Monday, December 11, 2006

This is a battle, a war, and the casualties could be your hearts and souls. (Barf.)

When watching The History Boys it's impossible not to (at least passingly) think of Peter Weir's oppressive Dead Poet's Society. While far from perfect, The History Boys is a far better film; it at least is smart and charming and has actually says something about how poetry and art and education intersect with one's life.

Anyway. That's not the point of this post.
No, I just wanted to remind you of the fact that motherfucking DPS won the Oscar for Best Original Screenplay in 1990. I know, I know... the Oscars mean nothing, they don't actually award actual talent, Kane was ignored, etc.
But just look--LOOK!--at its competition that year. (And just ignore the Ephron nom. It's fine and all, but it totally weakens my argument.)

* Tom Schulman for Dead Poets Society - Winner
* Woody Allen for Crimes and Misdemeanors - Nominated
* Spike Lee for Do the Right Thing - Nominated
* Steven Soderbergh for Sex, Lies, and Videotape - Nominated
* Nora Ephron for When Harry Met Sally... - Nominated

And just as a cherry on top: Schulman didn't have a great writing career after the majesty that is DPS. He went on to write Medicine Man, Holy Man, and Welcome to Mooseport. Karma's a bitch, huh?

4 Comments:

At 11:18 PM, Blogger Joshua said...

On the matter of "The History Boys" did you by chance catch David Greenberg's attack on the play in Slate? It was republished when the film came out, but I don't know how much the film changed from the play (very little I suspect, considering they didn't even bother to find new actors.) Still, I love this criticism of Alan Bennett's pompous view of history:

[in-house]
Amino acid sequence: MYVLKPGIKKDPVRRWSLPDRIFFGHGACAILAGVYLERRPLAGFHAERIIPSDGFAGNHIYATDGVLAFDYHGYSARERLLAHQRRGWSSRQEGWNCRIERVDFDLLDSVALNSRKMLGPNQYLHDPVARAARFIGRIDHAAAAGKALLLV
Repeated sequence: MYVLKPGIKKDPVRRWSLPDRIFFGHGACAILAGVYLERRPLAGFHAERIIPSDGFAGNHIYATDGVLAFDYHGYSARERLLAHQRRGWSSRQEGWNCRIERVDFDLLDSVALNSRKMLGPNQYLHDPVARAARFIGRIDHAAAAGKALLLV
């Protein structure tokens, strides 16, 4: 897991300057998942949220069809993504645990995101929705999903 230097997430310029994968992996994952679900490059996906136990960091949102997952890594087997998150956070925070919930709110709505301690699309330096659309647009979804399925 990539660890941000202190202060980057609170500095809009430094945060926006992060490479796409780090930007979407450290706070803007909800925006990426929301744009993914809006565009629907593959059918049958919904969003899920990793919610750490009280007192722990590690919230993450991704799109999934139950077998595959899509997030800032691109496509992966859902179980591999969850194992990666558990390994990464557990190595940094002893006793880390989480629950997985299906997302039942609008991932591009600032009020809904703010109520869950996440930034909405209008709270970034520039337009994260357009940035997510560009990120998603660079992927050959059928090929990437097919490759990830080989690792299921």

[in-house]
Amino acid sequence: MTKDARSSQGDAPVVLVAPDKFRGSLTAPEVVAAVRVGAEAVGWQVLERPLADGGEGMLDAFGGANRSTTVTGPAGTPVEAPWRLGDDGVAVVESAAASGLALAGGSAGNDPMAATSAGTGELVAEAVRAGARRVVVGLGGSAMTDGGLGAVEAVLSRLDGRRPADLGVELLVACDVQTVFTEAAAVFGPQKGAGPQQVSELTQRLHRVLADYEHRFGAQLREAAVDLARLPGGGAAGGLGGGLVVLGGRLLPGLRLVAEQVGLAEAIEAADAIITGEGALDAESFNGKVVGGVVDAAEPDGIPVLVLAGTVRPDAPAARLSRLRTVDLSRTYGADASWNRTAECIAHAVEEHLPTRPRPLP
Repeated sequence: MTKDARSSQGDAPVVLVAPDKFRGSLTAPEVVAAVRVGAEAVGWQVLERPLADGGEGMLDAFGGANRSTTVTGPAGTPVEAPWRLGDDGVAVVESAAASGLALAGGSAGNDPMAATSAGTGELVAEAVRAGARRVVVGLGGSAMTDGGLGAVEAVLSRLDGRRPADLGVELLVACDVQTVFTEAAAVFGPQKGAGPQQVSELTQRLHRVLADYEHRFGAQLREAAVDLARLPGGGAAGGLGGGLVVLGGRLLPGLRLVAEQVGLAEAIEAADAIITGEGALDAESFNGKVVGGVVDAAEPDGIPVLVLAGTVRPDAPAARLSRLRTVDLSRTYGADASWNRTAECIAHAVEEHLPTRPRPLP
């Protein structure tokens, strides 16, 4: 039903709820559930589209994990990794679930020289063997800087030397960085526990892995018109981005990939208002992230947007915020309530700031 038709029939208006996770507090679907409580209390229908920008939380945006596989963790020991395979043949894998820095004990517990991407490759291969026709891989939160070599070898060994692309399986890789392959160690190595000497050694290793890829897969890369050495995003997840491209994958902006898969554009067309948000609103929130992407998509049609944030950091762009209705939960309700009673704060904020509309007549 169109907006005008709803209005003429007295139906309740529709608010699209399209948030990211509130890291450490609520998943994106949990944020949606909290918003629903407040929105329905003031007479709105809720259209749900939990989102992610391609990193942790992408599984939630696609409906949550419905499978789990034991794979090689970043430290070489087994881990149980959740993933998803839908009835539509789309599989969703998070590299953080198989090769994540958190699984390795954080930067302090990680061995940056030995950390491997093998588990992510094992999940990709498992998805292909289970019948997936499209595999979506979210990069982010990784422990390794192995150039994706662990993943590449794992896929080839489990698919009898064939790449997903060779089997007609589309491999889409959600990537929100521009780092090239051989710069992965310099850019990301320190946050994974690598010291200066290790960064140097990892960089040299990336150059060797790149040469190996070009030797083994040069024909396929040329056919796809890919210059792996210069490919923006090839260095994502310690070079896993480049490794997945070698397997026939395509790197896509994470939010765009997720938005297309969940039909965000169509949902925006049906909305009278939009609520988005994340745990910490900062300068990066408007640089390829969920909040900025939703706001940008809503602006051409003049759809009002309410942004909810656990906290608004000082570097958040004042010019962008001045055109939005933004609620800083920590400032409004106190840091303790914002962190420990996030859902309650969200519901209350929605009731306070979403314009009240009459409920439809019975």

"Utterly cynical, he encourages one student to 'surprise' his examiners with his outlandish comments about the Holocaust because, 'You're Jewish. You can get away with a lot more than the other candidates.'

Irwin's efforts lead to an angry letter from the boy's father, intimating that the teacher had questioned the Holocaust's actual existence. But he didn't, and it's this crippling fear that any effort to think about the Holocaust historically will lead inexorably to denial that represents the real obstacle to understanding the past—not Irwin's pleas for 'perspective,' however shallow or daft they may be.

Contrarian impulses, counterintuitive thinking, dissent from established interpretations—in the wrong hands, these propensities can be offensively slick, but in the right hands they're the stuff of scholarship. Historians, after all, don't toil in the archives to adduce more evidence confirming everything we always knew."

[except, of course, David McCullough and Stephen Ambrose.]

 
At 10:59 AM, Blogger Tim said...

Don't get me wrong, I hate DPS, but I can't completely discount a man who gives Sean Connery the following line:

I found a cure for the plague of the 20th century, and now I've lost it!

Take some time out of your day and bellow this line with your best Connery by way of SNL impression.

It will bring you nothing but joy.

 
At 12:17 PM, Blogger maurinsky said...

I just saw DPS for the first time over the weekend. I cried, because I am easily manipulated, but upon even cursory reflection, it melts away as if it were nothing, and I think the problem was in the script.

 
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